It’s important to be hyper-aware of this type of malware and never click on any pop-ups or spammy messages. This can only make the situation even worse!

6. Your Computer Begins to Restart Without Prompt

An automatic restart is part of the update and installation process, but your computer should prompt you beforehand. It should never just restart on its own. So if your computer starts to reboot itself without your permission, this is a sign of hacking.

7. Unusual Online Activity That You Can’t Account for

One of the most common forms of hacking is the infiltration of personal online accounts. This could include banking profiles, social media accounts, email accounts, and more. All a hacker needs is your username and to figure out your password, which is usually done in no time.

If you cannot account for certain acts of online behavior, this is a sign of hacking. Keep a close watch on your sent folders and your social media profile posts. Suspicious emails and posts that you don’t remember sending or creating are tell-tale signs of infiltration.

Be vigilant with your online banking profile and make sure to check your bank statements for any suspicious activity.

flat screen computer monitor displaying white and black screen

Crucial Steps to Take After Computer Hacking

Uncovering a computer hack can be a daunting experience. Is there any way to minimize the damage that could already be done? It’s important to keep calm and not panic. Here are the most important first steps you must take:

1. Rethink and Reset All Your Passwords

This may seem like a tedious task, especially if you have multiple online accounts. But it’s a very important step so as to minimize the fallout as much as possible. Important places to focus on password resetting are all of your social media accounts, email accounts, bank accounts, online shopping accounts, and any device login details.

2. Immediately Log Out

Once all your passwords have been re-considered and reset, you must log out of all your accounts. Make sure to turn off any settings that allow for immediate login, with the need for a password.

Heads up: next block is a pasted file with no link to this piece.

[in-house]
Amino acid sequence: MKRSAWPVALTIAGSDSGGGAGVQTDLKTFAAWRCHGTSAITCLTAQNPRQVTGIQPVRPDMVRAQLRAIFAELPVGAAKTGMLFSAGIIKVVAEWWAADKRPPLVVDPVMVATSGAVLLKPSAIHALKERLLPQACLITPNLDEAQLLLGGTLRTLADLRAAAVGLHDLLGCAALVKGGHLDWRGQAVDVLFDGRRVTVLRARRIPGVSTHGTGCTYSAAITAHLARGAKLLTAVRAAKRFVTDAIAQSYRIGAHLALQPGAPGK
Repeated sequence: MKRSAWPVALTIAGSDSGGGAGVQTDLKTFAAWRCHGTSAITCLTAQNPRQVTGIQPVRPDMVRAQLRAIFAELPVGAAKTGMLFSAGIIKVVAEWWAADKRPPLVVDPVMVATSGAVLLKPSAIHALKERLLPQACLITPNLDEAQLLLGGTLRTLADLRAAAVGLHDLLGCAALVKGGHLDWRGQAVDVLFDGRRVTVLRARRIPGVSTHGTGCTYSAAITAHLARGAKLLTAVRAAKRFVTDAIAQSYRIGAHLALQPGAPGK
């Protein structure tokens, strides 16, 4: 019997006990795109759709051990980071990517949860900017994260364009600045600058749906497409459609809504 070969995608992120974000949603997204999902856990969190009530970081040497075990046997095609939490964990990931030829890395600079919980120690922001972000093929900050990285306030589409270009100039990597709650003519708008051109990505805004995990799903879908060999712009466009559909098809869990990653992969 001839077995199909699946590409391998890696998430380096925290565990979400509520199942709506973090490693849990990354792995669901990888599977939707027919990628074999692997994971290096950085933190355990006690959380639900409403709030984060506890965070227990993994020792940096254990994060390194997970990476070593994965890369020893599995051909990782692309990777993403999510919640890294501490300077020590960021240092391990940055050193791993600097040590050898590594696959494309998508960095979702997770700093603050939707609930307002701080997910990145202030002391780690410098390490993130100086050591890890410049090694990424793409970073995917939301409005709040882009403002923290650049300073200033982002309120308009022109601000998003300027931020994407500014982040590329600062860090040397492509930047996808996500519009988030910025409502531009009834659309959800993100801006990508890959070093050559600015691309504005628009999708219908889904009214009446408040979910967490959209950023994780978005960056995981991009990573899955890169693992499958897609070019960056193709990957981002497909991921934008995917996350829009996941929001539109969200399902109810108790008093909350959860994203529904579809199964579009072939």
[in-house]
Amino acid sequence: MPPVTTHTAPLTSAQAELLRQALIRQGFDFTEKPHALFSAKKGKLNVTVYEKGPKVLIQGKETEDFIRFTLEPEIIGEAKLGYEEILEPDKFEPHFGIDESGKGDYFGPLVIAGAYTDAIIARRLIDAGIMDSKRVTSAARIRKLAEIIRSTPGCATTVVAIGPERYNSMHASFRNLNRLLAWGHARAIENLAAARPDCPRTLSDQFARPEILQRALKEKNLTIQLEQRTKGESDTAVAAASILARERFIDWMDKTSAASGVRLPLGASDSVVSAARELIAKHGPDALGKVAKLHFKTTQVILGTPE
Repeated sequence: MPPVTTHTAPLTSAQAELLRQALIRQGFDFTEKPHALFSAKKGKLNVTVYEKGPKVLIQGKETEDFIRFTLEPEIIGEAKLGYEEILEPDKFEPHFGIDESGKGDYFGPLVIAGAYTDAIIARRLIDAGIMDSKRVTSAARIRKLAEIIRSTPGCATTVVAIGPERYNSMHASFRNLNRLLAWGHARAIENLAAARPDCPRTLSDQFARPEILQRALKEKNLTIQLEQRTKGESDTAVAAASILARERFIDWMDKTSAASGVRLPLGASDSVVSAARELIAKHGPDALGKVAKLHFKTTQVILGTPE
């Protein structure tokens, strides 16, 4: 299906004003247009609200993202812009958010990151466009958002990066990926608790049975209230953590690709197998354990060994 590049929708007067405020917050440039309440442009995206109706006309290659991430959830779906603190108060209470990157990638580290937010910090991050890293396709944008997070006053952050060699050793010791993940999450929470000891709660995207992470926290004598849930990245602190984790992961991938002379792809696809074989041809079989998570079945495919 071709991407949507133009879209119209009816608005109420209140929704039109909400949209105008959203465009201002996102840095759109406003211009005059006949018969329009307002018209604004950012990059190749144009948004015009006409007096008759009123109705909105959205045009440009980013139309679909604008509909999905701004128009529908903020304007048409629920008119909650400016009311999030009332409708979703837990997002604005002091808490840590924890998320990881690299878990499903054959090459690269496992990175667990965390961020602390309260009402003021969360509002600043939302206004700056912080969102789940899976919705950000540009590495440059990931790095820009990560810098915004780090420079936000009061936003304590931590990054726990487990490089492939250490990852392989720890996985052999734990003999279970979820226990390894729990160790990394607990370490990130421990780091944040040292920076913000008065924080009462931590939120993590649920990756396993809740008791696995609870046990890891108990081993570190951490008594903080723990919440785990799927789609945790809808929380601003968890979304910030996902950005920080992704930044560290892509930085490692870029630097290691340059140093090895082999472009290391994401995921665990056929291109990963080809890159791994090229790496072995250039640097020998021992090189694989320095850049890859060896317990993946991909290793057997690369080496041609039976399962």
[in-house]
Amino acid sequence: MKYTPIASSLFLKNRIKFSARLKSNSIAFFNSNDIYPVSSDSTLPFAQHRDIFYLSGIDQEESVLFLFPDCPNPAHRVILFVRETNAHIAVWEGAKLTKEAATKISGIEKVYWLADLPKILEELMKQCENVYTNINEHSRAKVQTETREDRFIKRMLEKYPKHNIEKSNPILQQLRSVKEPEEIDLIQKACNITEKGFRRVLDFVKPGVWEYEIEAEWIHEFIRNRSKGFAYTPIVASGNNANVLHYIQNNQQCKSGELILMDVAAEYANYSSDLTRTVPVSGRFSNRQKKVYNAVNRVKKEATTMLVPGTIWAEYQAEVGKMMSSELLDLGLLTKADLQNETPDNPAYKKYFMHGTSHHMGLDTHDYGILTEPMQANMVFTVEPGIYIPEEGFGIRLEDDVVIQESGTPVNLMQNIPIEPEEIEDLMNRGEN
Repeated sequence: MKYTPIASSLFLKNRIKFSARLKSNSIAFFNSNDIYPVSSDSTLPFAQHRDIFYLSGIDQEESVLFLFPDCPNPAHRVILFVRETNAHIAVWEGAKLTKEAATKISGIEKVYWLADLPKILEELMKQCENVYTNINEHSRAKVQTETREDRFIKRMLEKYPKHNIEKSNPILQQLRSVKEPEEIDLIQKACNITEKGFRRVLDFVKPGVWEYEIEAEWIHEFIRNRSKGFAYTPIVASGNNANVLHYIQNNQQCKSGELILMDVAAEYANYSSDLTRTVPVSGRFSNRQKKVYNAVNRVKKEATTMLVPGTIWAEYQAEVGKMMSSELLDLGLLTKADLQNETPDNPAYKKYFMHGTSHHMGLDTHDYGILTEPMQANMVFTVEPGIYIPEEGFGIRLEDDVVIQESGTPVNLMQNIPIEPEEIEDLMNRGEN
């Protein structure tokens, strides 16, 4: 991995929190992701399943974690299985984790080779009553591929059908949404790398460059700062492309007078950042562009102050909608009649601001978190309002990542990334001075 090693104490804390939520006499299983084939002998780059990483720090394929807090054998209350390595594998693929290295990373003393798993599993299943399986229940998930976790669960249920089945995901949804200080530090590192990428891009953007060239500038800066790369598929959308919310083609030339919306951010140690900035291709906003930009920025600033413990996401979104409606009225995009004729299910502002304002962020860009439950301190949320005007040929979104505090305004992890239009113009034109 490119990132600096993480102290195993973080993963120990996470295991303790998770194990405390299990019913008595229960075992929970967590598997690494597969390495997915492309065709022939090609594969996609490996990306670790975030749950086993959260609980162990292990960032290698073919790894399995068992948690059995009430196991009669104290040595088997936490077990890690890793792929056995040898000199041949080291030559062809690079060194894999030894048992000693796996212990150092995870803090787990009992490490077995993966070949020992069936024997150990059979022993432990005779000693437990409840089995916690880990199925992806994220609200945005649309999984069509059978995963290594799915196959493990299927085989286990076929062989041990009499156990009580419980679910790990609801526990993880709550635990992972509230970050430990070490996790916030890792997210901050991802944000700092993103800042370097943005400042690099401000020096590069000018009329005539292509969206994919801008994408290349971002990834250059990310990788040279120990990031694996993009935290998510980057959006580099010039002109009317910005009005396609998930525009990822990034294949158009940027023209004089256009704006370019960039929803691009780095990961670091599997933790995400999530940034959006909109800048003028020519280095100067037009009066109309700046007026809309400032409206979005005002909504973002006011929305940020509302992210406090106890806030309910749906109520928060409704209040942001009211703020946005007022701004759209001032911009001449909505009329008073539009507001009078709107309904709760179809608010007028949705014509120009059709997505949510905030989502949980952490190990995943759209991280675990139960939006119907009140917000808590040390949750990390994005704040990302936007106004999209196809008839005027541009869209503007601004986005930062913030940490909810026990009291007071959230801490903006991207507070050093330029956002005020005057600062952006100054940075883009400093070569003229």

3. Cut off Your Internet Connection

The next important step is to cut off any internet access to your computer/laptop and any other devices. It’s best to turn off your Wi-Fi router if you have one and switch all devices to airplane mode.

4. Remove External and Computer Hard Drives

You want to minimize a hacker’s access to any other devices and portals of information as much as possible. So if you have any type of external hard drive plugged into your computer, be sure to remove it immediately.

You may want to remove the hard drive from your computer, too. Just be sure to back-up your most important data first, whether you save it in a secure Google Drive account, in the cloud, or email small files to yourself.

5. Wipe Your Hard Drive Completely

This step is only necessary if you run a malware scan on your computer and it reveals a virus or a hack on the actual device, itself. If this is the case, it’s probably best to wipe your hard drive completely and re-install your operating system.

Bear in mind that wiping your hard drive means you will permanently erase all data from it. So be sure to backup all important information and files, first!

6. Let Your Contacts Know

The reality is that a hack is not always limited to just you. It can affect nearly everyone in your contacts list, too. So if you’ve been hacked in some way, you want to notify everyone in your contact list to be hyper-vigilant of hacking scams that could be doing the rounds.

7. Keep a Watchful Eye on All Your Accounts

Once you have identified a computer or account hack, you must keep a close eye on all of your accounts, even if they have not been infiltrated. This way, you can keep track of the extent of the hack and try and minimize the fall out.

Be sure to check your email, social media, online banking, and online shopping accounts regularly for several weeks.

Are You a Tech and Travel Lover?

If you ever have your suspicions and find yourself wondering ”has my computer been hacked?”, we hope this blog has taught you a little more about what to be aware of. In today’s day and age, you put yourself at risk by just being online. The best way to arm yourself against cyber threats is with knowledge!

If you’re an avid technology and travel fan, then the rest of this website is your go-to. Explore our page for all things tech, social media, online marketing, gadgets, travel hacks, and more.